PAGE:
A tete-a-tete with Mr. J reveals further insight into the matter. He tells us that he had been the advocate of installing windmills and was responsible for the money collection of two of them, one in Khatti village and the other in Khaskheli village, along with two others Suleiman Khatti and Rasheed Khatti. Twenty percent of Rs. 145 000 from two villages amounted to 58 000 rupees which they collected and gave to the NGO responsible for installing the windmills according to him. The equipment worked fine for two to three months but after that it stopped working altogether. “Then? What did you do? ”, was our natural response. He told us that he had complained at the AHD office several times and had written many letters to the editor as well. But so far our complaints have not been heeded to. After much probing and beating about the bush he explains that there was no documentation of the money that they gave to AHD, hence they cannot prove their part in setting up the project. “I admit we made a mistake in not asking for any proof for our money, but the thought completely skipped our mind at that time”, Jalil admits at length.
We admit we were left confused at this frank admission of blunder. We asked Mr. Khatti to show us the forms that were given out for electricity connections. He took us to his dispensary and showed us the forms. The form was in Sindhi and explained the terms of setting up a connection for electricity. It mentioned the total cost of setting up the windmill system and how much the village had to pay (20% of the total amount of Rs.145 000). The person who wanted a connection signed it with two witnesses, one of them the local manager from the village. In this instance, J Khatti.
Out of the three men only Jalil has had any kind of formal education, out of a handful in the village. He was born in Kharo Chhan, did his matric from Makli, and dispensary course from Hyderabad. He started working as a government dispenser in 1984 and now for about 8 years has been in his native town. He earns 13 000 rupees a month and owns his own house in the Khatti village. His family has just recently moved to Ibrahim Hydery, in Karachi, two to three months ago. “I used all my savings to buy a plot in Karachi. When I save more money and build my own house in Karachi then I’ll move too because living here has become very difficult now. There is no water, no electricity, any gas, or health facilities besides my dispensary and another clinic. I refer complicated cases to Garho. Sometimes people make it in time, at other times they don’t”.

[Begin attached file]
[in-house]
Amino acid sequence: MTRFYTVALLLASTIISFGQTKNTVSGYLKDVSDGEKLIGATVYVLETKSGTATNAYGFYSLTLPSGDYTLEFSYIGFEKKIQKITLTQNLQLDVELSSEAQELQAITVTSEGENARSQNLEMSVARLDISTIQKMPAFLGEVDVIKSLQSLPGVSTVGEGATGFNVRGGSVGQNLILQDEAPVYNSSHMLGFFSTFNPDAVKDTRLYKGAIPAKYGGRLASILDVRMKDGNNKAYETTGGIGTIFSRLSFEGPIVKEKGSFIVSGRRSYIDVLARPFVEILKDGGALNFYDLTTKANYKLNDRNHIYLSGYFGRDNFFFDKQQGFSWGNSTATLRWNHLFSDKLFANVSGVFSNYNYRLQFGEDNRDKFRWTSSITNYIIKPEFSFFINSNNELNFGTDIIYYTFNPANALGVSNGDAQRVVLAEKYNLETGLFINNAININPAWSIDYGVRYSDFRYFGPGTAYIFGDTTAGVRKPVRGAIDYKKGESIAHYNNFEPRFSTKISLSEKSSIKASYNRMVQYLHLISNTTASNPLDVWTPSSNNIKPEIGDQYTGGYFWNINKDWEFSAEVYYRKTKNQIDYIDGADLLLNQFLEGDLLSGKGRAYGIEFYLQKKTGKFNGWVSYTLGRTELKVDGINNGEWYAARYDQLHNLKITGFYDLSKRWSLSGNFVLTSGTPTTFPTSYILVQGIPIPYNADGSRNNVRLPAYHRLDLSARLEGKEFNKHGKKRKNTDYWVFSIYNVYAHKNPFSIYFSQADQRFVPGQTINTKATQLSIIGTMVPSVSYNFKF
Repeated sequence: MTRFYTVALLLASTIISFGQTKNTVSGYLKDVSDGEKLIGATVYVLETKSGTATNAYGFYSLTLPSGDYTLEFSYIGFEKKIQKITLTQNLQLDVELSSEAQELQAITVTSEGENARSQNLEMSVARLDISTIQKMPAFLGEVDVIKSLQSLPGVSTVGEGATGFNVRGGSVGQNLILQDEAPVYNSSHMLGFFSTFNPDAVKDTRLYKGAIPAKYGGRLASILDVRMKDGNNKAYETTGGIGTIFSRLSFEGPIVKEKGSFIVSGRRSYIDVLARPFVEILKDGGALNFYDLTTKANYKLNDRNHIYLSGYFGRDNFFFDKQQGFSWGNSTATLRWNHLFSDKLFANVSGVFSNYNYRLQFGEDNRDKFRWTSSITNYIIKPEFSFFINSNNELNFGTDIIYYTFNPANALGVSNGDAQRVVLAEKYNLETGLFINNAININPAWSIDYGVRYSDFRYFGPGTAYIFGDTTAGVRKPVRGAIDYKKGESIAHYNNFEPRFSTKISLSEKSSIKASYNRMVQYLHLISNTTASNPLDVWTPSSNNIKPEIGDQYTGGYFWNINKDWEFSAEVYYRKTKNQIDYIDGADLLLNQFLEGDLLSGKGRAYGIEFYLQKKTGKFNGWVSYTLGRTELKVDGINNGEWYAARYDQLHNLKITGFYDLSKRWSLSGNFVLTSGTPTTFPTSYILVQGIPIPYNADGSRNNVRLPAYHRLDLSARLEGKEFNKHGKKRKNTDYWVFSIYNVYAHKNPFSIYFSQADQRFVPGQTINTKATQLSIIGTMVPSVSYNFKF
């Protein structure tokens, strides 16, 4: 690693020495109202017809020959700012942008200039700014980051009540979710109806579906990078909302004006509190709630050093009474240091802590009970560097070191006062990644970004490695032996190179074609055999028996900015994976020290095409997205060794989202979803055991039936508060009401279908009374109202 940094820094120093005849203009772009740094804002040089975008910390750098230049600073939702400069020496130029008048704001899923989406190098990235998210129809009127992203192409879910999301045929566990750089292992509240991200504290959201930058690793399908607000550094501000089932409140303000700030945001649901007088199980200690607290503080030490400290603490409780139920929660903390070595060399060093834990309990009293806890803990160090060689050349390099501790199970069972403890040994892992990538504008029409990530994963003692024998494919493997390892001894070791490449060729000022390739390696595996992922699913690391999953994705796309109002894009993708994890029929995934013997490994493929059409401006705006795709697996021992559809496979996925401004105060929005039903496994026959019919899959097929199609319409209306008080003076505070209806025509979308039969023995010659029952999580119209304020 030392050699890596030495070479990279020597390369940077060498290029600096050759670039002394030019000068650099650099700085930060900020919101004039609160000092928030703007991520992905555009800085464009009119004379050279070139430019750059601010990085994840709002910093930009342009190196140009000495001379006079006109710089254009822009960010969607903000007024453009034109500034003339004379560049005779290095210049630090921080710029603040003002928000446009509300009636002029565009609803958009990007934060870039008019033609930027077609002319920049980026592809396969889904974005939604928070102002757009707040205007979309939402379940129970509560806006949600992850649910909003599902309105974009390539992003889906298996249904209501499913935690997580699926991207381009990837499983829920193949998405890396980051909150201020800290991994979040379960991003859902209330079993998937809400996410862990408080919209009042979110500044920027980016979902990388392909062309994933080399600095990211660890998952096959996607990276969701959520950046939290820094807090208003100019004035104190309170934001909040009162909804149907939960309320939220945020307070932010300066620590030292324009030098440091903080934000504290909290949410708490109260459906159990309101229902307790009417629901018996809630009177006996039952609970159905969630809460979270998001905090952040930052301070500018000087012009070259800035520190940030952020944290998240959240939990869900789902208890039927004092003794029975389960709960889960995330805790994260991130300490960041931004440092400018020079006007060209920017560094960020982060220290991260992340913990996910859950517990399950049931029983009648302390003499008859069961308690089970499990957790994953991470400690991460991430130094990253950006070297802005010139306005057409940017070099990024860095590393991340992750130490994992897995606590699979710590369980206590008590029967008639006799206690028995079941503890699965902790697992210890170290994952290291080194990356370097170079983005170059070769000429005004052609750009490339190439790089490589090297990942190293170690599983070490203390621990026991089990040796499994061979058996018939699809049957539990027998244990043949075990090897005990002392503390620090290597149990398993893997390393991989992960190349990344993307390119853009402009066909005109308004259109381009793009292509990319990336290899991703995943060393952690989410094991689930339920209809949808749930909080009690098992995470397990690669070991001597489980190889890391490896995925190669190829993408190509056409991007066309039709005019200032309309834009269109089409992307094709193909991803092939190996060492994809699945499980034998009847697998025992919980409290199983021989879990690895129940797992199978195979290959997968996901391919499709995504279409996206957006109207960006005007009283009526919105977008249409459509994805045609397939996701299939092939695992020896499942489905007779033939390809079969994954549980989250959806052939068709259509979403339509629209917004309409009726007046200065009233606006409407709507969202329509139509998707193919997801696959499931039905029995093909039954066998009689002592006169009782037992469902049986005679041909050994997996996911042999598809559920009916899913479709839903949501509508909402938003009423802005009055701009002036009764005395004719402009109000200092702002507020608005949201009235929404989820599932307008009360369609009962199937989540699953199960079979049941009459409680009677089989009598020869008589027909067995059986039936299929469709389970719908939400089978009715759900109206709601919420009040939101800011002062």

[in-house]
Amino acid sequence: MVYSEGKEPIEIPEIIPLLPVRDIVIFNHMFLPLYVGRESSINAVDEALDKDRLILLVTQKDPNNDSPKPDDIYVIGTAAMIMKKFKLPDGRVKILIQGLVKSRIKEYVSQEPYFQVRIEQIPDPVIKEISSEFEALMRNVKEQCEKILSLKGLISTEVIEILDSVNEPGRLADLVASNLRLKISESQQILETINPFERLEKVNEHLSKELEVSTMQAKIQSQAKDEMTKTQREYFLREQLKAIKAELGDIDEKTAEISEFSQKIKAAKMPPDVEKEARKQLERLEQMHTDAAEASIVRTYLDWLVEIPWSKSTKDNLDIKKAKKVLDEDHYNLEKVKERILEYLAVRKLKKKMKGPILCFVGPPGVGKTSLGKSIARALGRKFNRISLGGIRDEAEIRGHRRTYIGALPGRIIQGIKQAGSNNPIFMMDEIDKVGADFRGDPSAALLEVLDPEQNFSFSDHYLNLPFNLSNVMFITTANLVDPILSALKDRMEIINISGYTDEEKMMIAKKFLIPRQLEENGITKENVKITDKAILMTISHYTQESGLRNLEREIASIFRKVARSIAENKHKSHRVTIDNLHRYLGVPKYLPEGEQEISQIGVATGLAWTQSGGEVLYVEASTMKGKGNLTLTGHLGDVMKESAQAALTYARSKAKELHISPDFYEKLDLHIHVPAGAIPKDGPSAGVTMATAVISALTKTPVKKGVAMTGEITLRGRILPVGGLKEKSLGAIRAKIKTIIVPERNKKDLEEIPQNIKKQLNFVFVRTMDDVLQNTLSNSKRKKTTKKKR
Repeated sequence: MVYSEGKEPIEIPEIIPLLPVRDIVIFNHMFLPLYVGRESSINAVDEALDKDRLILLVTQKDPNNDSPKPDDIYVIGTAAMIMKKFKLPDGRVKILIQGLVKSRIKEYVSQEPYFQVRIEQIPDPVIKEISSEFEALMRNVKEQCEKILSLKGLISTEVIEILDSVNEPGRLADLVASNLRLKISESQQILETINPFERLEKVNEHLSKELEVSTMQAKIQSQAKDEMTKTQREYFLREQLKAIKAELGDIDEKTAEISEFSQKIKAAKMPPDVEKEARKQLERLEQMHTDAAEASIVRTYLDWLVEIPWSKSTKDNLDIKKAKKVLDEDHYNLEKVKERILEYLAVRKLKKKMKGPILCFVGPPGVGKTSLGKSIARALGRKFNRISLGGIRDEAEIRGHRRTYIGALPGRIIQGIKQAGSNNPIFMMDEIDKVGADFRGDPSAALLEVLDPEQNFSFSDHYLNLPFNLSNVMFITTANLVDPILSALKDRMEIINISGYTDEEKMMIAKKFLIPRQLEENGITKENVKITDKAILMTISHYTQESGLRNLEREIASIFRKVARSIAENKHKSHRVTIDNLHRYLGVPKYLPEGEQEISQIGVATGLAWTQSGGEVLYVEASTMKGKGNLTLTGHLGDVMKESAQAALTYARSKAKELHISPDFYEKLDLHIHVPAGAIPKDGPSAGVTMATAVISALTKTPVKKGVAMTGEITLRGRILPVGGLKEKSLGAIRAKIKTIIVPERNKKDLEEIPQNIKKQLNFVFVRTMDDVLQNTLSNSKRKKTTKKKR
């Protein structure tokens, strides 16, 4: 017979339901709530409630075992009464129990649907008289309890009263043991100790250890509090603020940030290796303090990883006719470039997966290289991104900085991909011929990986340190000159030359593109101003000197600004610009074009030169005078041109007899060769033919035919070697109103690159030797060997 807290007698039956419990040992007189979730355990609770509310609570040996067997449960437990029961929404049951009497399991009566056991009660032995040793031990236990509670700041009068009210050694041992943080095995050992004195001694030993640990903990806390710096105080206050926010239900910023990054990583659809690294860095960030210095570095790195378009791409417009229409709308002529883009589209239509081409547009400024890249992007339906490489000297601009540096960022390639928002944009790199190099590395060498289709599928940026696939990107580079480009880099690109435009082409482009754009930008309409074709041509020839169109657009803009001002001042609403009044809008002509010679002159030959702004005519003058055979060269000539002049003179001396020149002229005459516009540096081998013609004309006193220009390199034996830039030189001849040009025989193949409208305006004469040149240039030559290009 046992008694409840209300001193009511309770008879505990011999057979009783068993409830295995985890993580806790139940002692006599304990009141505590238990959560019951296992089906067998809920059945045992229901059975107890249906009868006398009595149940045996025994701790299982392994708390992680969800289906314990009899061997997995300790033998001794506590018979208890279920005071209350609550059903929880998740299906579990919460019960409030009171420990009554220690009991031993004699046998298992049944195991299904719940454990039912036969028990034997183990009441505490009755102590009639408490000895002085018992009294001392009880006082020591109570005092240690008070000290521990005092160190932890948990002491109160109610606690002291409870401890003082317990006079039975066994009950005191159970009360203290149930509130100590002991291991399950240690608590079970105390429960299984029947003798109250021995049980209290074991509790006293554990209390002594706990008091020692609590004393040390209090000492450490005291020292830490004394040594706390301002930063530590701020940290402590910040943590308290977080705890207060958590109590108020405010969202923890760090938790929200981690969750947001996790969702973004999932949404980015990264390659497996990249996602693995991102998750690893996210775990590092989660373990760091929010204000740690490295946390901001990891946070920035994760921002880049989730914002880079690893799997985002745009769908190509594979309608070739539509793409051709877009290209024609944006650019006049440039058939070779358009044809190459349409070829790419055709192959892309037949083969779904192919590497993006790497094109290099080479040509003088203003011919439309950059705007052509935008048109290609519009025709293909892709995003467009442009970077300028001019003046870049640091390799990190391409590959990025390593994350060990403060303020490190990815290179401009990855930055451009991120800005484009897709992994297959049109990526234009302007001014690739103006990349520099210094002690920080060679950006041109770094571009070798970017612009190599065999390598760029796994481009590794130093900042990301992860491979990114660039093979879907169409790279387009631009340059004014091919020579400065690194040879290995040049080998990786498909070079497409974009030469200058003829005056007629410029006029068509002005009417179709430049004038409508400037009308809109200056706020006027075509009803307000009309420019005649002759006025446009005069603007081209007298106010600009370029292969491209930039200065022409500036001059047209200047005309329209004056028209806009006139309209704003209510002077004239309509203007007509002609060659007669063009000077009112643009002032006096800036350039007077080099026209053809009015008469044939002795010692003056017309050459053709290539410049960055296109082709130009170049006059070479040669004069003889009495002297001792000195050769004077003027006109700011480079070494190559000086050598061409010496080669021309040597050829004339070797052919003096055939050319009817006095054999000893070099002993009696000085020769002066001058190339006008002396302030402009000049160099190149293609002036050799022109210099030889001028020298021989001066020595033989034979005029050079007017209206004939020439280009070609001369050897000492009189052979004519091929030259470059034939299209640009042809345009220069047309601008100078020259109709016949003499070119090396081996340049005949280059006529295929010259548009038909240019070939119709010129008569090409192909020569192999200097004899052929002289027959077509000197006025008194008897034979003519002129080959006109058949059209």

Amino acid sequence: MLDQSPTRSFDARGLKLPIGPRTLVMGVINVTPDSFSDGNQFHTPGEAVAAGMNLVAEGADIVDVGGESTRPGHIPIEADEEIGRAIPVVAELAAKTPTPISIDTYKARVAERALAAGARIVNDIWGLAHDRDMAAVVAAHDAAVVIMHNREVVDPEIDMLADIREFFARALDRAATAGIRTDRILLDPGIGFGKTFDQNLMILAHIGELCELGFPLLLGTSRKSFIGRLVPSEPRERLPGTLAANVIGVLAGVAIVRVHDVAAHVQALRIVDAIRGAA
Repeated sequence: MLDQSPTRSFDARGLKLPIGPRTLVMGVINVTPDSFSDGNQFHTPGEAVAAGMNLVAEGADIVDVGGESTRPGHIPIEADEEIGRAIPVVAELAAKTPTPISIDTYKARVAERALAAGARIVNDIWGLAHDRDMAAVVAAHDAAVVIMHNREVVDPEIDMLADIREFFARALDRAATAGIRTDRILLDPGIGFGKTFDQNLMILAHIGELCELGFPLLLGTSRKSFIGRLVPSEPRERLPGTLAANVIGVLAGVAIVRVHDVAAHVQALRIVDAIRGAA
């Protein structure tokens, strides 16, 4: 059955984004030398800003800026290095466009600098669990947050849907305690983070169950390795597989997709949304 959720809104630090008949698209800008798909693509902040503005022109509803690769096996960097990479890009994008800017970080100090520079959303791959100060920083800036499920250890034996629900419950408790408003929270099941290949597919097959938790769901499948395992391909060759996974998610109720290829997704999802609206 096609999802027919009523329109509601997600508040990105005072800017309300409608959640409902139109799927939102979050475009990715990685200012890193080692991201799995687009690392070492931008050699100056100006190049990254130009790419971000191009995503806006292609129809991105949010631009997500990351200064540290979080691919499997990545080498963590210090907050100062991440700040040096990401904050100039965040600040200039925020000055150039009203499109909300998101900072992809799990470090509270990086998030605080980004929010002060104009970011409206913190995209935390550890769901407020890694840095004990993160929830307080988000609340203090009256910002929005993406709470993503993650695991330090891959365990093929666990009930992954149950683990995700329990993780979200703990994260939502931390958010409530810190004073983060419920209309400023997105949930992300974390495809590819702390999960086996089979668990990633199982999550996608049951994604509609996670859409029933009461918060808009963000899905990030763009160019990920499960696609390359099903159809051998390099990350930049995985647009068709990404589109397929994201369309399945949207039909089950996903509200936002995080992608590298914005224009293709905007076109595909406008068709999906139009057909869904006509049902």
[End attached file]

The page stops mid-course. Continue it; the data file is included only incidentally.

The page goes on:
After returning from Kharo Chan we contacted the Chief Executive of Action for Humanitarian Development, the NGO that has been working in collaboration with WWF Pakistan. “The windmills work at the speed of minimum 7 to 8 miles per second while in winter the wind speed is nearly 2 to 3 miles per second. It works well from march till November but the coastal winds slow down in winter months. That is why electricity generated is not enough to use all days”, Mr. Y Rind explained.
He was critical of our immediate source in Kharo Chan and gave rise to other pressing concerns about the project. “We have had problems from the people of Khatti village and they haven’t even paid their due amount for the two windmills that were set up. The other village Khaskheli paid their due amount and another village Ghuriani paid some, and some remains. But the village of Khatti were very troublesome only because of one man. I don’t know for whom he works but he loves brewing trouble.”
There also seemed to be a discrepancy in the warranty period of the set up of windmill. While our two sources insisted that the apparatus had a warranty of three years, Mr. Rind told us that it was not so. Warranty period was of one year only. We had also heard that AHD had promised the village solar panels in case the equipment failed to work, but the Chief Executive explained that there were no such promises. In case the equipment had some problem the village people are supposed to contact a “vendor”- a technician provided by AHD who will guide the people on the best way to repair the apparatus.
One gets the impression that this project of alternate energy has placed Kharo Chan light years ahead of the rest of Pakistan. Technologically, yes it has; but Kharo Chan has a lot catching up to for going backwards in the journey of development since the formation of Pakistan in 1947. But there is no denying the fact that this windmill electricity project is a giant leap towards providing 37 000 people of Kharo Chan a better chance at life before they lose all hope. The discordances are but little thorns which can be picked away along the path. What remains to be attended to is the plight of so many people who still believe they see a slight shimmer of a silver lining in the middle of a grey sky. We must not let that cloud go.